At Work / Workers Around The Region

AT WORK

August 31, 2005|By Nancy Jones-Bonbrest | Nancy Jones-Bonbrest,Special to The Sun

Alicia Strauss

Automotive technician apprentice, Saturn of Ellicott City

Age: 18

Years in business: one

Salary: $8 an hour

Typical day: During the summer, she started her day at 8 a.m. and it ended at 5 p.m., except on Tuesdays when she worked until 7 p.m. and Saturdays when she worked until 2 p.m. Strauss was teamed with an experienced technician when working on cars. The work includes inspecting automobiles to detect problems and making repairs. She works on 10 to 15 cars each day.

The technology: Strauss says the job is much more high-tech than most people think. The automobiles that come in with problems - such as a check engine light that's on - are worked on by pulling out codes that are fed into a computer. Technicians use a diagnostic approach, aided by computers, to repair (these types of) mechanical problems.

How she got started: She started working on cars when she was young with her father, a mechanic at Baltimore-Washington International Airport. "I've always liked cars. So whenever he worked on cars at home I would join in. I love it, it's fun." When she was in the ninth grade she decided to go into auto mechanics as a full-time job. She began vocational training at South Carroll High School through the Automotive Youth Educational Systems, a partnership between automotive manufacturers, dealers and selected high schools. Auto technicians are in demand, and the program is designed to encourage young people to consider careers in the field. Strauss graduated from high school in June.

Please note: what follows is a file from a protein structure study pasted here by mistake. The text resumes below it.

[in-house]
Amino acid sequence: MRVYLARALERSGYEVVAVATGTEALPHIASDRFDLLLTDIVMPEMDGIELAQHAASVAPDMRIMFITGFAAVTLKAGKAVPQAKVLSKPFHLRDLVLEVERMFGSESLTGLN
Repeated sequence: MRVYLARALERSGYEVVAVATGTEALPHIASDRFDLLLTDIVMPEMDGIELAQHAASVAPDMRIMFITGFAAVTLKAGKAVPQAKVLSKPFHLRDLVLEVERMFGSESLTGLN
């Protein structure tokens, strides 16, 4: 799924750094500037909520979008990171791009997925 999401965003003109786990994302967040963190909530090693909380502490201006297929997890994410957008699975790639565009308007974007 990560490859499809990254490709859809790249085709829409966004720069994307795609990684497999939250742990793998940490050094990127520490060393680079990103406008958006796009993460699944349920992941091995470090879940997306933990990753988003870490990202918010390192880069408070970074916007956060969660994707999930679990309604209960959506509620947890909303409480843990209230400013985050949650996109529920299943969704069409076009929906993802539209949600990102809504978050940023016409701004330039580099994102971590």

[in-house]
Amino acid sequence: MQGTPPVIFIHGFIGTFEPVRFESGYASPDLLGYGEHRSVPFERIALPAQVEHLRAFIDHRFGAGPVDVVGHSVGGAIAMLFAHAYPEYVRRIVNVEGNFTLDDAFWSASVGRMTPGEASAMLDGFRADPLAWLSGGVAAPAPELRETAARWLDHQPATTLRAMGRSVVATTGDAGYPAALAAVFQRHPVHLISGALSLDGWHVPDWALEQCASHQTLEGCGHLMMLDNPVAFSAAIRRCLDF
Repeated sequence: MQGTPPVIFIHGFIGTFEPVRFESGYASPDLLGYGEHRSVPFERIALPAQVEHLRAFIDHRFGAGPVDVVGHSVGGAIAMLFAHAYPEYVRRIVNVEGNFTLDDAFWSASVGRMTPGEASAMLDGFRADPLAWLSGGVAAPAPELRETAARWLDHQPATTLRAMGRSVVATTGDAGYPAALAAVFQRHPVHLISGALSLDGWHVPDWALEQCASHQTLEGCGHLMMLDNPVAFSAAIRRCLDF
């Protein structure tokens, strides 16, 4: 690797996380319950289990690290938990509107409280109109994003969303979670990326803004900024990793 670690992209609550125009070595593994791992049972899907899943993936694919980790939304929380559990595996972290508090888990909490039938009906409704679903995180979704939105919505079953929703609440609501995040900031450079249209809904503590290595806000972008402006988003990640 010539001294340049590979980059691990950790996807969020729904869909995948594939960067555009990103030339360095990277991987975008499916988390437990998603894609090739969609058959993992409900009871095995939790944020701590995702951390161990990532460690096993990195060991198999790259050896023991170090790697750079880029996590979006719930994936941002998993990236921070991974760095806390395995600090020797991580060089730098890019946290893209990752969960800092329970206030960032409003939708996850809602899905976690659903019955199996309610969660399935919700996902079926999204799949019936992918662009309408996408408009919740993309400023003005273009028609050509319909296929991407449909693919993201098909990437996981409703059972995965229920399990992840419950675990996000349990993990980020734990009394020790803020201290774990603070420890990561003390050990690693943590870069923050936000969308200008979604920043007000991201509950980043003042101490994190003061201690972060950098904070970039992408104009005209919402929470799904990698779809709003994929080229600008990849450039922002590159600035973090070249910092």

Next: Strauss this week started a two-year GM Automotive Service Education Program at the Community College of Baltimore County. Strauss won a scholarship from General Motors to complete a degree to become a certified auto technician, which means her salary could double. She will work at the Saturn dealership on off days.

Fitting in: Strauss said she is the only female mechanic at the Saturn dealership and was the only female in her high school program. She said she's treated well, and the guys will tone down such things as cursing when she's around. She said dirt and grime don't bother her. Heavy lifting was difficult at first, but she is getting use to it. "When I first started it was tough. I couldn't lift a tire but now I don't have any problems."

The good: "I like being able to diagnose a problem. I like to figure out what's wrong with it, especially an electrical problem. It's fun. You get to do something different every day."

The bad: The hours are long.

Favorite muscle car: 1978 Firebird Trans Am.

Favorite new car: Saturn SKY roadster, scheduled to start production in early 2006. Or a 4x4 pickup truck for snow driving.- Nancy Jones-Bonbrest Special to The Sun

Baltimore Sun Articles
|
|
|
Please note the green-lined linked article text has been applied commercially without any involvement from our newsroom editors, reporters or any other editorial staff.